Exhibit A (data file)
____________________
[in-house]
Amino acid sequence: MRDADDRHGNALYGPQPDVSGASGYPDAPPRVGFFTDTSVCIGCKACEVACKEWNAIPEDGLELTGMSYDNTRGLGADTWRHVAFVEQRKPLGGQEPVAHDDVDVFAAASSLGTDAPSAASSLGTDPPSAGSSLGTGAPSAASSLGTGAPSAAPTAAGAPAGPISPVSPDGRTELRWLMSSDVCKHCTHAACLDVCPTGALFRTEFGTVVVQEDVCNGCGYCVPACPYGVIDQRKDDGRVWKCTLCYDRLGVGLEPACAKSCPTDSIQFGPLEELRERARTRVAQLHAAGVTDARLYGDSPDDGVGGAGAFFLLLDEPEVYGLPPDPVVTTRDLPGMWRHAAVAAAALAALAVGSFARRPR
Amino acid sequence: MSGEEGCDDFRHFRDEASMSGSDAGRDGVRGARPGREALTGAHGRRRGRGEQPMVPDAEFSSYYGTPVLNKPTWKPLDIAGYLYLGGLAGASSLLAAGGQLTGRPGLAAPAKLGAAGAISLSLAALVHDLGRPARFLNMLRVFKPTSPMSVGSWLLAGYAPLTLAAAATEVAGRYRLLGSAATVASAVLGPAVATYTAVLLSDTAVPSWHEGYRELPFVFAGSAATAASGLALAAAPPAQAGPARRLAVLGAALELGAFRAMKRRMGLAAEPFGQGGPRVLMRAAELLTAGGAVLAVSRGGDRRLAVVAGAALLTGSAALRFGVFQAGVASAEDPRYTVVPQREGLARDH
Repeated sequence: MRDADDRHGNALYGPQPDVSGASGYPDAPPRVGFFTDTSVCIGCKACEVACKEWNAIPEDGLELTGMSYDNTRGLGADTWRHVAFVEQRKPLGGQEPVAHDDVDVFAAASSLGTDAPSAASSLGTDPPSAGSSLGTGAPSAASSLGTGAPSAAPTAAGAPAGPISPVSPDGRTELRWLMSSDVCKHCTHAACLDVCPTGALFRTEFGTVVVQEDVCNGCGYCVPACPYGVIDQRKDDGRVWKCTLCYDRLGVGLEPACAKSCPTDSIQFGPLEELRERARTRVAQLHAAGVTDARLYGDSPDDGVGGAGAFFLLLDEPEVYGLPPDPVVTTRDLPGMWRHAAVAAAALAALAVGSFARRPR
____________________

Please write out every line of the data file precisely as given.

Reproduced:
[in-house]
Amino acid sequence: MRDADDRHGNALYGPQPDVSGASGYPDAPPRVGFFTDTSVCIGCKACEVACKEWNAIPEDGLELTGMSYDNTRGLGADTWRHVAFVEQRKPLGGQEPVAHDDVDVFAAASSLGTDAPSAASSLGTDPPSAGSSLGTGAPSAASSLGTGAPSAAPTAAGAPAGPISPVSPDGRTELRWLMSSDVCKHCTHAACLDVCPTGALFRTEFGTVVVQEDVCNGCGYCVPACPYGVIDQRKDDGRVWKCTLCYDRLGVGLEPACAKSCPTDSIQFGPLEELRERARTRVAQLHAAGVTDARLYGDSPDDGVGGAGAFFLLLDEPEVYGLPPDPVVTTRDLPGMWRHAAVAAAALAALAVGSFARRPR
Amino acid sequence: MSGEEGCDDFRHFRDEASMSGSDAGRDGVRGARPGREALTGAHGRRRGRGEQPMVPDAEFSSYYGTPVLNKPTWKPLDIAGYLYLGGLAGASSLLAAGGQLTGRPGLAAPAKLGAAGAISLSLAALVHDLGRPARFLNMLRVFKPTSPMSVGSWLLAGYAPLTLAAAATEVAGRYRLLGSAATVASAVLGPAVATYTAVLLSDTAVPSWHEGYRELPFVFAGSAATAASGLALAAAPPAQAGPARRLAVLGAALELGAFRAMKRRMGLAAEPFGQGGPRVLMRAAELLTAGGAVLAVSRGGDRRLAVVAGAALLTGSAALRFGVFQAGVASAEDPRYTVVPQREGLARDH
Repeated sequence: MRDADDRHGNALYGPQPDVSGASGYPDAPPRVGFFTDTSVCIGCKACEVACKEWNAIPEDGLELTGMSYDNTRGLGADTWRHVAFVEQRKPLGGQEPVAHDDVDVFAAASSLGTDAPSAASSLGTDPPSAGSSLGTGAPSAASSLGTGAPSAAPTAAGAPAGPISPVSPDGRTELRWLMSSDVCKHCTHAACLDVCPTGALFRTEFGTVVVQEDVCNGCGYCVPACPYGVIDQRKDDGRVWKCTLCYDRLGVGLEPACAKSCPTDSIQFGPLEELRERARTRVAQLHAAGVTDARLYGDSPDDGVGGAGAFFLLLDEPEVYGLPPDPVVTTRDLPGMWRHAAVAAAALAALAVGSFARRPR